Rosati, A. G., & Santos, L. R. (2017). Tolerant Barbary macaques maintain juvenile levels of social attention in old age, but despotic rhesus macaques do not. Animal Behaviour, 130, 199-207.

[PDF]  [Supplementary]  [Publisher’s Version]  Abstract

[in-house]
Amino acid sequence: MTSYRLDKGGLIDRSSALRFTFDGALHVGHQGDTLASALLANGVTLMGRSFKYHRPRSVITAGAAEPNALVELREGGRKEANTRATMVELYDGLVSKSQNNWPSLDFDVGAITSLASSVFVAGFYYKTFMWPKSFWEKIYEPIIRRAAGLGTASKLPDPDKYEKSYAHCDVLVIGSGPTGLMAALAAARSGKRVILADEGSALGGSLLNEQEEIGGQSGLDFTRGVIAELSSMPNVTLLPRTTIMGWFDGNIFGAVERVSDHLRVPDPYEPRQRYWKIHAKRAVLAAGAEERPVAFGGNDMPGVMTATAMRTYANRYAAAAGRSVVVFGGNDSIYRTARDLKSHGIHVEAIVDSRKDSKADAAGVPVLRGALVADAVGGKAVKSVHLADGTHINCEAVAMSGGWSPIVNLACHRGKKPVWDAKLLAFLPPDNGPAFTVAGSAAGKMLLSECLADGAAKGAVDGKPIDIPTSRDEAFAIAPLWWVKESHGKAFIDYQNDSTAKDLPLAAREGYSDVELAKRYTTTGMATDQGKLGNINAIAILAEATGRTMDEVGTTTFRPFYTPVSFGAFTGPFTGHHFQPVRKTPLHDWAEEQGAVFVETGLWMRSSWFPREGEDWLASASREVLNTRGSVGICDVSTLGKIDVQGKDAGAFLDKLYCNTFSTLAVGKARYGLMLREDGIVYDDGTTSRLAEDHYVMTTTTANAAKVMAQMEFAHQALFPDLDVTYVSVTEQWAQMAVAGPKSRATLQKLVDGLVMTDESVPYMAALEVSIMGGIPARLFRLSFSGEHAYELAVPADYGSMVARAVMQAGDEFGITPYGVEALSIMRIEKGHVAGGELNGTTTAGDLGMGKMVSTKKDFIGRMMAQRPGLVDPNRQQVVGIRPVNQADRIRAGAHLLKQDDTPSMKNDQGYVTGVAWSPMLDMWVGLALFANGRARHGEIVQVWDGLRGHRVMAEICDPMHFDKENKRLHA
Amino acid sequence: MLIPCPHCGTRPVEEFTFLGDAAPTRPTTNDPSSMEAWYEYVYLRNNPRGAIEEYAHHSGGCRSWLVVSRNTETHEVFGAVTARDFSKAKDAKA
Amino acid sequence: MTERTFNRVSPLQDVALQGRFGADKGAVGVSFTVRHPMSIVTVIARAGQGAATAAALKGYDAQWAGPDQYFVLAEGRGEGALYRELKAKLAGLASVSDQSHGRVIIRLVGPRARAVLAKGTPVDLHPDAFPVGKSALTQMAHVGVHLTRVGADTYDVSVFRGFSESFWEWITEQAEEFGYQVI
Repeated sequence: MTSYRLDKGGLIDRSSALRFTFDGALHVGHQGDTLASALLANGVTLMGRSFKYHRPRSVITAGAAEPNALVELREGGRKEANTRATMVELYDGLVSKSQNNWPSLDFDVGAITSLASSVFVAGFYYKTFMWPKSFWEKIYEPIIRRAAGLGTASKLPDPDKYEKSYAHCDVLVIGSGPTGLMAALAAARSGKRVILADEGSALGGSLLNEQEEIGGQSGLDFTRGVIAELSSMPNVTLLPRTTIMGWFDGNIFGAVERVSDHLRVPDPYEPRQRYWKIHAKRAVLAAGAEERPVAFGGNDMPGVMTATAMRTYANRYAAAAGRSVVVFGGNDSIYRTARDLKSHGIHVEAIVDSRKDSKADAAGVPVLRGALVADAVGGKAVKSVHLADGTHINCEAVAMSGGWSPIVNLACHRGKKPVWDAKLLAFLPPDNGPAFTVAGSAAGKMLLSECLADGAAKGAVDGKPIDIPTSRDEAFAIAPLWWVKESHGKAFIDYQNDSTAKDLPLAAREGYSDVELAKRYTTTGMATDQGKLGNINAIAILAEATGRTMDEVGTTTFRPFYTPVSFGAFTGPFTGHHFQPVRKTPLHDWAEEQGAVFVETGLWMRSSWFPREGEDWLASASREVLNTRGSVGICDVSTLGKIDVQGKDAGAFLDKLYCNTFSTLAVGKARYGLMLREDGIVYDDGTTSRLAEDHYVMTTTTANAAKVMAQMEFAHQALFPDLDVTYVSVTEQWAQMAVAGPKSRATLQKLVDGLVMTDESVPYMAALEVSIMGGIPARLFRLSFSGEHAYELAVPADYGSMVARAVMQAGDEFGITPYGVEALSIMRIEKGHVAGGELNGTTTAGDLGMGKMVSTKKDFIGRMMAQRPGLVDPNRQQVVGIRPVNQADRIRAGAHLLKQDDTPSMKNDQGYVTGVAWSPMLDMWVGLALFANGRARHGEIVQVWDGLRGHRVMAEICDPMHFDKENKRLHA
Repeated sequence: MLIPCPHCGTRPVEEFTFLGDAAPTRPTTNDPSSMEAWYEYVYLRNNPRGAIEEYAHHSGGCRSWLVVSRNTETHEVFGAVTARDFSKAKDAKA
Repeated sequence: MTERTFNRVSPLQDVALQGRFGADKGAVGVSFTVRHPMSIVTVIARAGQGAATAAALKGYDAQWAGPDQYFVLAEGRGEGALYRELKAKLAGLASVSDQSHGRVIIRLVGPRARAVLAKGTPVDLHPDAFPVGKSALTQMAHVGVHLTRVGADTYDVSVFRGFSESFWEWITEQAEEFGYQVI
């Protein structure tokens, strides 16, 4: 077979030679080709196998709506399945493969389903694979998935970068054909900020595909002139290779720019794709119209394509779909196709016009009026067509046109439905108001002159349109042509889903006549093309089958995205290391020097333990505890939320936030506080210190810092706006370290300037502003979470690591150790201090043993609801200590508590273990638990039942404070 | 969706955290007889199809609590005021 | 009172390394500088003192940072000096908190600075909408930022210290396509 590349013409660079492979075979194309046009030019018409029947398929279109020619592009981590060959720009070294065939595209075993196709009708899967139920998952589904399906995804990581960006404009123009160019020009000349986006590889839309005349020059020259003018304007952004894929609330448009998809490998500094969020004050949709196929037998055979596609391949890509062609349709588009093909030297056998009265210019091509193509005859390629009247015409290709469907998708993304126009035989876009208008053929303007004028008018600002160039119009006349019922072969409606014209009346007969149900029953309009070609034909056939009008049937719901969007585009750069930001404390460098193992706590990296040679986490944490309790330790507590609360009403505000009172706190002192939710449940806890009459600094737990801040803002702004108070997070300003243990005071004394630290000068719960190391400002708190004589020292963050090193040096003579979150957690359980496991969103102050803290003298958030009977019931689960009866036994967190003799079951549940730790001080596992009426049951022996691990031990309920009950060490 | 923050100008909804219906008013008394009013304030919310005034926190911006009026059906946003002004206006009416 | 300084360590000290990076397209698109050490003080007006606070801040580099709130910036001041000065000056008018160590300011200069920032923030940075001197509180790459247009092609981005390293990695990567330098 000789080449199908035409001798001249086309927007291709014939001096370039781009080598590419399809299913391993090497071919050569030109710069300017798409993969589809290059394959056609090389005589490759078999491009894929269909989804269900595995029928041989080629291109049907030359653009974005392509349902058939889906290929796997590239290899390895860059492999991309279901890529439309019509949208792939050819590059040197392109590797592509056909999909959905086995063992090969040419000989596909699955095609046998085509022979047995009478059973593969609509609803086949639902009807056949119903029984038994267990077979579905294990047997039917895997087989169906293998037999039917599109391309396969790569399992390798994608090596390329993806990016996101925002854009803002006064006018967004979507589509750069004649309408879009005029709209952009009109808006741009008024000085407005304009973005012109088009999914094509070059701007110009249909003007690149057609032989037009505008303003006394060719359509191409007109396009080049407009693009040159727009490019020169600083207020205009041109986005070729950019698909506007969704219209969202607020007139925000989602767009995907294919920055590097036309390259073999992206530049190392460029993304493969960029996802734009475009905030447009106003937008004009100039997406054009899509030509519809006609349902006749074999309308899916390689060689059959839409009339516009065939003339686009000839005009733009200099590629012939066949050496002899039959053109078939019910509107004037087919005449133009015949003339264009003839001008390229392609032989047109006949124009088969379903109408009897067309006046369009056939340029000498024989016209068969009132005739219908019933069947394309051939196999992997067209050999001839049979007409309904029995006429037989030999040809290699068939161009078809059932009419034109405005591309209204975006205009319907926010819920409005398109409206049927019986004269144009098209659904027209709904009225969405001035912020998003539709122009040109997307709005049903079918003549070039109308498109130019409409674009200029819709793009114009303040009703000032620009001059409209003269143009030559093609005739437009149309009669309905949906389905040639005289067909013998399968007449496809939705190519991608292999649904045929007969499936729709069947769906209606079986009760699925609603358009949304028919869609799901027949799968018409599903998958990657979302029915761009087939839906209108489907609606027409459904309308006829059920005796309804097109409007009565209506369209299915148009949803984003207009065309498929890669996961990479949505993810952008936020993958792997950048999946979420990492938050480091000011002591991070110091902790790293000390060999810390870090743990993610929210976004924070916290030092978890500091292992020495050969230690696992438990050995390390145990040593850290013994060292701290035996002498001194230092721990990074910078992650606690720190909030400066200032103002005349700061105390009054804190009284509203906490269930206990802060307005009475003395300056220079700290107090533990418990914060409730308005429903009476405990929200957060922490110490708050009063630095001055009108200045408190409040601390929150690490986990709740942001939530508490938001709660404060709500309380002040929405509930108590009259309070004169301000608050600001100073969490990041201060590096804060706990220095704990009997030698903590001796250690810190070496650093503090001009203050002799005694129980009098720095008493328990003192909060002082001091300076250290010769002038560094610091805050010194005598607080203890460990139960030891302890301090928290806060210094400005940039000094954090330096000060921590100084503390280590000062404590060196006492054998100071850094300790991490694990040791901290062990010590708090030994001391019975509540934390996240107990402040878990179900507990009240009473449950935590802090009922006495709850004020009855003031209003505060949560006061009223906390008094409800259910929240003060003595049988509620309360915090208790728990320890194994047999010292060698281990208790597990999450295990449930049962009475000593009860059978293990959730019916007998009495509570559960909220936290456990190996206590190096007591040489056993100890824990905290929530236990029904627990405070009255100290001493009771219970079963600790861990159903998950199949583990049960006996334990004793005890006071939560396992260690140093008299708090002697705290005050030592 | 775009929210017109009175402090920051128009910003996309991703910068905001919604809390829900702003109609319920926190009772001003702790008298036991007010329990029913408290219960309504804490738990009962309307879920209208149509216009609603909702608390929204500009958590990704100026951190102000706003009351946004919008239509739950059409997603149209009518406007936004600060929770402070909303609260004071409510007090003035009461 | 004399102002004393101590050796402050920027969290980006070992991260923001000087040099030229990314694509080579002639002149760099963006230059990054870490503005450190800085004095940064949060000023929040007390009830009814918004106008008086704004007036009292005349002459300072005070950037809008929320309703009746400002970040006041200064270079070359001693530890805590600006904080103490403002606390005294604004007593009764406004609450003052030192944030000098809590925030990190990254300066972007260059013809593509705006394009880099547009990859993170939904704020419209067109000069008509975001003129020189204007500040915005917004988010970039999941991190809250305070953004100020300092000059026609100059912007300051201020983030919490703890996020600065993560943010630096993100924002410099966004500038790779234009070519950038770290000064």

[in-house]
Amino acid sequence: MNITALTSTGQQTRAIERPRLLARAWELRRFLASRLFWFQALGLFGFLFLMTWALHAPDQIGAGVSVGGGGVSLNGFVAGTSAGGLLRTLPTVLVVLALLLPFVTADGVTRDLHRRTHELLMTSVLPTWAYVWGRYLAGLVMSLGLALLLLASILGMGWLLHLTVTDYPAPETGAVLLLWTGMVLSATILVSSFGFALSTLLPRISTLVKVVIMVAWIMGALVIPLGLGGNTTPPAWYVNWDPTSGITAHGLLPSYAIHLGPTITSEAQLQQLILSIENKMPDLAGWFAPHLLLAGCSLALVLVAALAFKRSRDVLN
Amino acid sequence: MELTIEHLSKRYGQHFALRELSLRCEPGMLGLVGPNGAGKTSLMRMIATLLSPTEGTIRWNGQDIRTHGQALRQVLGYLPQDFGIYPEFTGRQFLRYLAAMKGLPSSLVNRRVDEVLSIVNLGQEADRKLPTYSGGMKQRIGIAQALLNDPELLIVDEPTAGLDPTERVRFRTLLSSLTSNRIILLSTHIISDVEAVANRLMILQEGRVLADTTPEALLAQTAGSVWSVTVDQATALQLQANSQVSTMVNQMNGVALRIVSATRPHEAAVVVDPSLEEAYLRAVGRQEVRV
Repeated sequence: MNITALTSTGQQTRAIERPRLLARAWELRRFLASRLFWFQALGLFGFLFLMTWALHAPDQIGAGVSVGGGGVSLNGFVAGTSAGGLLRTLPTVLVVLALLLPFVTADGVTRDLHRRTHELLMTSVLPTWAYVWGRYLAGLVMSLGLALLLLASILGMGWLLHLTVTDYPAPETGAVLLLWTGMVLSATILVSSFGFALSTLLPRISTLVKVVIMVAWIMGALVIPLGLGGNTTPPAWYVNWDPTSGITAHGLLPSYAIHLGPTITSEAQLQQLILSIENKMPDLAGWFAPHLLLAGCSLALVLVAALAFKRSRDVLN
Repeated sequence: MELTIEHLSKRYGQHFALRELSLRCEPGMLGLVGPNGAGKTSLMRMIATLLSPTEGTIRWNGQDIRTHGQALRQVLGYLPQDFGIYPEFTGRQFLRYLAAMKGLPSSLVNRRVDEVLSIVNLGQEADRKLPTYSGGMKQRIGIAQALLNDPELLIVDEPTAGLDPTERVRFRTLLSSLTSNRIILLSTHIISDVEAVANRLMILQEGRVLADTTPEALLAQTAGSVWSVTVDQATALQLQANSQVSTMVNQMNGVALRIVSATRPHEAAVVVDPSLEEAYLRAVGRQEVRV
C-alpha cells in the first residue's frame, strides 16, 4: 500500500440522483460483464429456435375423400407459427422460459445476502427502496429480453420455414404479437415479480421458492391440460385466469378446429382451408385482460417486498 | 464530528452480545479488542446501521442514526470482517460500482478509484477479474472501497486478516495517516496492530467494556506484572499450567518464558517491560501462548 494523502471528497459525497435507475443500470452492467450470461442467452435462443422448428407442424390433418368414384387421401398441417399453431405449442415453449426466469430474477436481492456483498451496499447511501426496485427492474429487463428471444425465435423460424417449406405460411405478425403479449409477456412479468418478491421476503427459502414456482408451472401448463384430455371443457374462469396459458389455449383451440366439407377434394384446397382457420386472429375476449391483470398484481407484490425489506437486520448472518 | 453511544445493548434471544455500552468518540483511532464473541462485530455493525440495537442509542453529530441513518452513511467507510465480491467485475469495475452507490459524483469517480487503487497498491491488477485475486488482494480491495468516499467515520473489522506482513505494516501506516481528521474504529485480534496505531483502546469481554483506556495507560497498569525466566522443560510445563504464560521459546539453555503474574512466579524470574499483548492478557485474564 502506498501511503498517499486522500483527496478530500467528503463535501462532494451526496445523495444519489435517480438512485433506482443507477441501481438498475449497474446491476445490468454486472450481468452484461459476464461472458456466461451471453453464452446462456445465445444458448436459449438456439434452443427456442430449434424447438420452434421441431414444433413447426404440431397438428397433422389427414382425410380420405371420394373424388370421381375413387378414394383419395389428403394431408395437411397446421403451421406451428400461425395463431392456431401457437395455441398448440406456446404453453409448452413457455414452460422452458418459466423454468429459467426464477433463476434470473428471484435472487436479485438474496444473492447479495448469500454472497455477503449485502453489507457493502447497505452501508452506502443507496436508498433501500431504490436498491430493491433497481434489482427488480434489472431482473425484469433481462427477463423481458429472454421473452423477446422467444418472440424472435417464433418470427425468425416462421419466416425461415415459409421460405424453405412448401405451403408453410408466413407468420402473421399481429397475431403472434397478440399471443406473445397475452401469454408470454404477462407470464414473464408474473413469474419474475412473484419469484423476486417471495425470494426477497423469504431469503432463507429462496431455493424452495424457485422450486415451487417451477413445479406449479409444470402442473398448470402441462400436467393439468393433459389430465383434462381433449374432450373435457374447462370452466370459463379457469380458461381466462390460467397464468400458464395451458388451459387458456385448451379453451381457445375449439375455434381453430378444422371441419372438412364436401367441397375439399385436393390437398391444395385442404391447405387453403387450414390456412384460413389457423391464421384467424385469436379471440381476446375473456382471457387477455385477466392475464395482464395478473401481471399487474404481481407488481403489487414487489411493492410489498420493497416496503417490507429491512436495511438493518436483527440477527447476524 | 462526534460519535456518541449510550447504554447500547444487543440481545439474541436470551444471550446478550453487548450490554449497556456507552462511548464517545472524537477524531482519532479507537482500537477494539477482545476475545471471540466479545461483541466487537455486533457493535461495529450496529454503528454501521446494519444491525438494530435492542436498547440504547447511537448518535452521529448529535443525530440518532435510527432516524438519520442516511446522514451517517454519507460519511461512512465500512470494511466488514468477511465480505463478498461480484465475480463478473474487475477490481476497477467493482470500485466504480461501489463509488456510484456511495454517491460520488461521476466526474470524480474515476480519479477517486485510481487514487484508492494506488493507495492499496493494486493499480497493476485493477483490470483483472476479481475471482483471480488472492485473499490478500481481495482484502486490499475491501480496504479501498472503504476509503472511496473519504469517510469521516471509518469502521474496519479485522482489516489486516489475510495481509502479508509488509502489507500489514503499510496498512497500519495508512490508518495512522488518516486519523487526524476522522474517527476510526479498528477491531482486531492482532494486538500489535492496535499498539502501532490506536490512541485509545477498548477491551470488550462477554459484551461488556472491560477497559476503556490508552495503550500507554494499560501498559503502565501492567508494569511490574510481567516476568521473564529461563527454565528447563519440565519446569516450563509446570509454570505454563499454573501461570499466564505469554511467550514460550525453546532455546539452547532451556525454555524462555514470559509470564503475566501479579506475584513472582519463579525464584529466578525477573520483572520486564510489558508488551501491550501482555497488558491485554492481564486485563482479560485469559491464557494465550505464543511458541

Complex social life is thought to be a major driver of complex cognition in primates, but few studies have directly tested the relationship between a given primate species’ social system and their social cognitive skills. We experimentally compared lifespan patterns of a foundational social cognitive skill (following another’s gaze) in tolerant Barbary macaques, Macaca sylvanus, and despotic rhesus macaques, Macaca mulatta. Semi-free-ranging monkeys (N = 80 individuals from each species) followed gaze more in test trials where an actor looked up compared to control trials. However, species differed in ontogenetic trajectories: both exhibited high rates of gaze following as juveniles, but rhesus monkeys exhibited declines in social attention with age, whereas Barbary macaques did not. This pattern indicates that developmental patterns of social attention vary with social tolerance, and that diversity in social behaviour can lead to differences in social cognition across primates.